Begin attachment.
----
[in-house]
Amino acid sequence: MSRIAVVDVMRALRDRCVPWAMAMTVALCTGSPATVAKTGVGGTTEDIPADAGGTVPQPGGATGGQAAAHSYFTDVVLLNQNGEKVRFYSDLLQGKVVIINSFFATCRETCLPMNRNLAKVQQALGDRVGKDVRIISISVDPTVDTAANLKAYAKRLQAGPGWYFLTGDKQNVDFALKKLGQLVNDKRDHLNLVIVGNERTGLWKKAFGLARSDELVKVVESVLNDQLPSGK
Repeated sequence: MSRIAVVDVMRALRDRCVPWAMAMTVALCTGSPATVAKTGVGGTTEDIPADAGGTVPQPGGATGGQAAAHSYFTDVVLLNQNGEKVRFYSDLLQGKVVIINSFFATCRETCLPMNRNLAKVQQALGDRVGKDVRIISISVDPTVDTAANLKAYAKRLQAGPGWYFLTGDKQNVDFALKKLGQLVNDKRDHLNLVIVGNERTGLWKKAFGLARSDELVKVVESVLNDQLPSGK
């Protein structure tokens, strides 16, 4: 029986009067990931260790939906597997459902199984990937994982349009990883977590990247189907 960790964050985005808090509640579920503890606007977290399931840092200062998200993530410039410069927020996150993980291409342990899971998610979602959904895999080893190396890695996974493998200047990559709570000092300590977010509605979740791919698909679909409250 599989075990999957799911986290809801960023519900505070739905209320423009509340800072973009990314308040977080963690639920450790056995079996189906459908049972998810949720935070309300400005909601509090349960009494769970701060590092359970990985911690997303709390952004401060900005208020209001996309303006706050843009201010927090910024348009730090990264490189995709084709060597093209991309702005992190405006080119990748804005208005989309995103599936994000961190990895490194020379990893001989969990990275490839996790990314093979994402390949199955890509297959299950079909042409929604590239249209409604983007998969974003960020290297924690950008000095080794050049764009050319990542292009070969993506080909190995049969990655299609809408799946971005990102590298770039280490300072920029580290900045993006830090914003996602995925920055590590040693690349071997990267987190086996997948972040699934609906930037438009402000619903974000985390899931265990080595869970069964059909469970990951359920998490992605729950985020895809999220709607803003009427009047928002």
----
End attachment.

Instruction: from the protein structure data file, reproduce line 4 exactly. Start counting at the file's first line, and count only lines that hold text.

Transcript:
């Protein structure tokens, strides 16, 4: 029986009067990931260790939906597997459902199984990937994982349009990883977590990247189907 960790964050985005808090509640579920503890606007977290399931840092200062998200993530410039410069927020996150993980291409342990899971998610979602959904895999080893190396890695996974493998200047990559709570000092300590977010509605979740791919698909679909409250 599989075990999957799911986290809801960023519900505070739905209320423009509340800072973009990314308040977080963690639920450790056995079996189906459908049972998810949720935070309300400005909601509090349960009494769970701060590092359970990985911690997303709390952004401060900005208020209001996309303006706050843009201010927090910024348009730090990264490189995709084709060597093209991309702005992190405006080119990748804005208005989309995103599936994000961190990895490194020379990893001989969990990275490839996790990314093979994402390949199955890509297959299950079909042409929604590239249209409604983007998969974003960020290297924690950008000095080794050049764009050319990542292009070969993506080909190995049969990655299609809408799946971005990102590298770039280490300072920029580290900045993006830090914003996602995925920055590590040693690349071997990267987190086996997948972040699934609906930037438009402000619903974000985390899931265990080595869970069964059909469970990951359920998490992605729950985020895809999220709607803003009427009047928002």